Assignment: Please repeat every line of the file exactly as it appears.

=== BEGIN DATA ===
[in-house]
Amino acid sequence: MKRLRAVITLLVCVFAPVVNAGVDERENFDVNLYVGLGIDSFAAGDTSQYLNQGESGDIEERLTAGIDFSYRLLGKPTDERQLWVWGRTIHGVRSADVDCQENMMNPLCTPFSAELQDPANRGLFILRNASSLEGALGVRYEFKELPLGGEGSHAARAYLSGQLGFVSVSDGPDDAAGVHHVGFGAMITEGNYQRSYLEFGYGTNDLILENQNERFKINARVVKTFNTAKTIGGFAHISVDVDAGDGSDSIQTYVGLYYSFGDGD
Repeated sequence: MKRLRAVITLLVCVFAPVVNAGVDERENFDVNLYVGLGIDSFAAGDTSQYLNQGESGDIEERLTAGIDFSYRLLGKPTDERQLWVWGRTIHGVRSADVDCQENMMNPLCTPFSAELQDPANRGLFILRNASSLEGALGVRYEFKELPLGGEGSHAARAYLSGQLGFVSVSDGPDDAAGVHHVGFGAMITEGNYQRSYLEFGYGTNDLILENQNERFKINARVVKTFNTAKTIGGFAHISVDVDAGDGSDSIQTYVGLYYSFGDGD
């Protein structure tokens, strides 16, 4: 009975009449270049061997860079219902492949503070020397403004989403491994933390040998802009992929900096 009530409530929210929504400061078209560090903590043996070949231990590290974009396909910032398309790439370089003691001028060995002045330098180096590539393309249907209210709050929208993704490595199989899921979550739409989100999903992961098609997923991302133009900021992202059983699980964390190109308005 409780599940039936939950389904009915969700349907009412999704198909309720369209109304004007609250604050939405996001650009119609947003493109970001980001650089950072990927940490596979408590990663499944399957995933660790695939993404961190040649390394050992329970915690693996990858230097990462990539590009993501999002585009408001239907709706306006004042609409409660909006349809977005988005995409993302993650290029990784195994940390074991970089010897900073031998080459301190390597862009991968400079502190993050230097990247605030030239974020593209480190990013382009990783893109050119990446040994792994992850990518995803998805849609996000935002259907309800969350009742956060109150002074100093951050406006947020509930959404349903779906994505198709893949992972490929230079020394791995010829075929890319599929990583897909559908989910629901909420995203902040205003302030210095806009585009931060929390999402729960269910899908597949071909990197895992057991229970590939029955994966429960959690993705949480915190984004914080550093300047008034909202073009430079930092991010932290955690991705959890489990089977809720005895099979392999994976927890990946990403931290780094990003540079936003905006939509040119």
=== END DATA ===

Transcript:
[in-house]
Amino acid sequence: MKRLRAVITLLVCVFAPVVNAGVDERENFDVNLYVGLGIDSFAAGDTSQYLNQGESGDIEERLTAGIDFSYRLLGKPTDERQLWVWGRTIHGVRSADVDCQENMMNPLCTPFSAELQDPANRGLFILRNASSLEGALGVRYEFKELPLGGEGSHAARAYLSGQLGFVSVSDGPDDAAGVHHVGFGAMITEGNYQRSYLEFGYGTNDLILENQNERFKINARVVKTFNTAKTIGGFAHISVDVDAGDGSDSIQTYVGLYYSFGDGD
Repeated sequence: MKRLRAVITLLVCVFAPVVNAGVDERENFDVNLYVGLGIDSFAAGDTSQYLNQGESGDIEERLTAGIDFSYRLLGKPTDERQLWVWGRTIHGVRSADVDCQENMMNPLCTPFSAELQDPANRGLFILRNASSLEGALGVRYEFKELPLGGEGSHAARAYLSGQLGFVSVSDGPDDAAGVHHVGFGAMITEGNYQRSYLEFGYGTNDLILENQNERFKINARVVKTFNTAKTIGGFAHISVDVDAGDGSDSIQTYVGLYYSFGDGD
């Protein structure tokens, strides 16, 4: 009975009449270049061997860079219902492949503070020397403004989403491994933390040998802009992929900096 009530409530929210929504400061078209560090903590043996070949231990590290974009396909910032398309790439370089003691001028060995002045330098180096590539393309249907209210709050929208993704490595199989899921979550739409989100999903992961098609997923991302133009900021992202059983699980964390190109308005 409780599940039936939950389904009915969700349907009412999704198909309720369209109304004007609250604050939405996001650009119609947003493109970001980001650089950072990927940490596979408590990663499944399957995933660790695939993404961190040649390394050992329970915690693996990858230097990462990539590009993501999002585009408001239907709706306006004042609409409660909006349809977005988005995409993302993650290029990784195994940390074991970089010897900073031998080459301190390597862009991968400079502190993050230097990247605030030239974020593209480190990013382009990783893109050119990446040994792994992850990518995803998805849609996000935002259907309800969350009742956060109150002074100093951050406006947020509930959404349903779906994505198709893949992972490929230079020394791995010829075929890319599929990583897909559908989910629901909420995203902040205003302030210095806009585009931060929390999402729960269910899908597949071909990197895992057991229970590939029955994966429960959690993705949480915190984004914080550093300047008034909202073009430079930092991010932290955690991705959890489990089977809720005895099979392999994976927890990946990403931290780094990003540079936003905006939509040119």